Remixes are equal to sequels – a new version of some familiar form of entertainment. But you won’t find these follow-ups in theaters. Instead, these sonic remodels are all over the airwaves, record stores and the Internet, providing listeners with fresh ways to hear a song.
The treatment can be applied by a megaproducer like Puff Daddy to a megahit like “Every Breath You Take,” or it can be recorded on an 8-track by an indie metal band. Whether it’s being done to generate additional sales or as a home-studio experiment, the art of the remix has evolved into a whole new way to compose, and it has everything to do with the drums.
“In our society, if you talk to a copyright lawyer, they’ll say songs are about words and melody,” says drummer Andy Kravitz, who has done recent remixes for everyone from Billy Joel and James Taylor to Cypress Hill. “But when you really look at the way music is today, it’s about the groove. The focus of any remix usually starts with the groove. Remixing reminds of me doing arts and crafts at summer camp – cutting and pasting.”
“One thing that’s interesting about a remix is that there’s no set thing that it has to be,” says Butch Vig, whose production, engineering, remixing and drumming skills have been tapped by everyone from Nirvana to Korn to Smashing Pumpkins, as well as his own band, Garbage. “There’s no ’this is correct or incorrect.’ If it moves you, that’s the most important thing.”
(Above) Andy Kravitz
For Kravitz, remixing is a full-time gig that he runs out of his facility, The Amazing Barn, located in a 400-year-old stone structure outside of Philadelphia. Kravitz’s clients are often record companies and artists with a serious agenda, commissioning remixes in the hopes of broadening an audience for greater airplay and sales. To that end, he employs an 80 series vintage Neve console with moving fader automation, a Studer 2" 24-track recorder, an Akai MPC60 sampler/sequencer, a MIDI workstation and a wide assortment of EQs and effects. An experienced drummer, he also has a large variety of things to hit.
To get started, Kravitz is supplied with the master recording, then starts going though what could be 96 separate vocal and instrumental tracks looking for parts to drop, enhance, add to or just leave alone. “Before you get into automating the mix, you’re basically just loading up the tape with ideas,” he explains. “’Let’s try the loop,’ and you put it down on the whole song, then sit with the mute automation on the channel and create dynamics. Because [the loop] is there the whole time, you can create a whole set of dynamics and do something else.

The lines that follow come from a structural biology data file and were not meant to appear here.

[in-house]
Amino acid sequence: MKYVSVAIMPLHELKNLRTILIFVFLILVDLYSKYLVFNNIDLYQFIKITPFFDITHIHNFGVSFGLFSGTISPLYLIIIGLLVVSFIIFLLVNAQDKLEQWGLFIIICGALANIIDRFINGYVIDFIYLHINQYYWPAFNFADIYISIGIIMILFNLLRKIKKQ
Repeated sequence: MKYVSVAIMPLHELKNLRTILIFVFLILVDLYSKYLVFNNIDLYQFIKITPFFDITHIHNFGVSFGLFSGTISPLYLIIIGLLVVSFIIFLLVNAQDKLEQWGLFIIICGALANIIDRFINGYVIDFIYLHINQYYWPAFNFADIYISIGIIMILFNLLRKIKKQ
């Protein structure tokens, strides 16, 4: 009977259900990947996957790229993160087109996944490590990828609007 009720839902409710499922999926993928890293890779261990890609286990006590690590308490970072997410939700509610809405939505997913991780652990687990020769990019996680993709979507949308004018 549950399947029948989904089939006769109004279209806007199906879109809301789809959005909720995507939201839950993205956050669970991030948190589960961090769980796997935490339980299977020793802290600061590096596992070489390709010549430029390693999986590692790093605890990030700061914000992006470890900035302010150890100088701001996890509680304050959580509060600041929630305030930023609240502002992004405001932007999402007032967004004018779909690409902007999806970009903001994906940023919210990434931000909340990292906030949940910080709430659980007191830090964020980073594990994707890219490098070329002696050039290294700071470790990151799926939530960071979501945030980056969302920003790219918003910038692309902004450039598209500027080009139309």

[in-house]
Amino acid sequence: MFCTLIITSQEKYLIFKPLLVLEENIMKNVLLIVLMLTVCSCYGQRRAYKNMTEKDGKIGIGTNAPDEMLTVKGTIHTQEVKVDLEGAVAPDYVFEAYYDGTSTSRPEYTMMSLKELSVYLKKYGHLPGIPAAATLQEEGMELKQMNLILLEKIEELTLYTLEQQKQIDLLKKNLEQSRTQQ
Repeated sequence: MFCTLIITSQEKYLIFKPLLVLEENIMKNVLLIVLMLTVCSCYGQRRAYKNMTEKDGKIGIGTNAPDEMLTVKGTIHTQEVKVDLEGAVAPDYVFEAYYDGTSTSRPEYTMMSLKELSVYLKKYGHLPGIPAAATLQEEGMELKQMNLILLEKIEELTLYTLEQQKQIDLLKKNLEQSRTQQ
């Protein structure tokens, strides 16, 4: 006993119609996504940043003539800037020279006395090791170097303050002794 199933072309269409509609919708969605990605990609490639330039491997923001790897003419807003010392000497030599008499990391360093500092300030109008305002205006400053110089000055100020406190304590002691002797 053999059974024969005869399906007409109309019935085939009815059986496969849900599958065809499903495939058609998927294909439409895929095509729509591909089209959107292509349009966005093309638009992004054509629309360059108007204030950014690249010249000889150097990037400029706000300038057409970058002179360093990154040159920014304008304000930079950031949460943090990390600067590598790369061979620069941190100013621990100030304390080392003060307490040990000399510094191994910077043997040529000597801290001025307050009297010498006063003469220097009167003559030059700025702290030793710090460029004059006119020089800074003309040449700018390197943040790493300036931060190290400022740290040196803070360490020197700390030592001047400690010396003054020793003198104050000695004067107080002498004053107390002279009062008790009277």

“Since you have these three new loops that run from top to bottom, or this guitar part that might be in the wrong key in the verse but works in the chorus, you’re trying to create a landscape, a new dynamic range. You’ll be hearing the old drummer, the new guitar part and the old guitar part, and it just sounds insane. You have to decide what’s going to be interesting for different purposes. What can I do to make this more radio, more dance?”
This is the part of remixing that can make drummers cringe, because adjusting or completely replacing the rhythm track is the most obvious way to change a song’s feel. “If there’s a live drummer on the track the first thing we do is shut that down,” Kravitz confirms. “We see what the timing is like. Hopefully, there’s a click track and time code.”
But converting a rock song over to an urban feel is more complicated than just slapping on a loop from a Roland 808, as illustrated by Kravitz’s experience with songs like “Falling in Love” by Aerosmith. Even with a rock-solid player like Joey Kramer keeping time, there’s bound to be slight variations that will eventually throw a programmed loop out of phase with the rest of the music. Once again, its time to choose. “Should you shift these loops so you have to follow Aerosmith?” says Kravitz. “You make a creative decision: Make the groove fit the band or make the band fit the groove.”
(Above) Butch Vig
Whether remixing for Garbage, Korn, Nine Inch Nails, U2 or anyone else, Vig makes sure his efforts go towards supporting a broader, fuzzier philosophy. “It’s not so much the groove as sonically what it sounds like,” he says. “When I was a producer in the ’80s, everyone was obsessed with getting this amazing snare sound. I try to get a balanced picture. Processing the sound is a reaction to [what became common in the '80s]: spending a week in the studio trying to get the drums to sound good. It was overkill, like, ’How long are we going to spend on the drums when the song is supposed to sound good?’”
While Vig will record and add new drum, guitar or piano tracks if he thinks they’ll work, he really gets his kicks from altering the feel of a track that the artist has already recorded. A vocal or guitar that sounds good au naturel is still ripe for sampling, looping and processing. Moreover, Vig stresses that changes have to do more than just sound cool. They should make some kind of sense.
“I personally think I am better at working remixes that have a song structure,” he says. “I’m still interested in techno and electronica, and when I was younger I went to clubs all the time. But I get bored listening to records that are club or dance music. I think they work in clubs when the subwoofers are pumped up, but it doesn’t always work when you put it in your boombox. Try to keep a song structure, even though it varies drastically from the original.”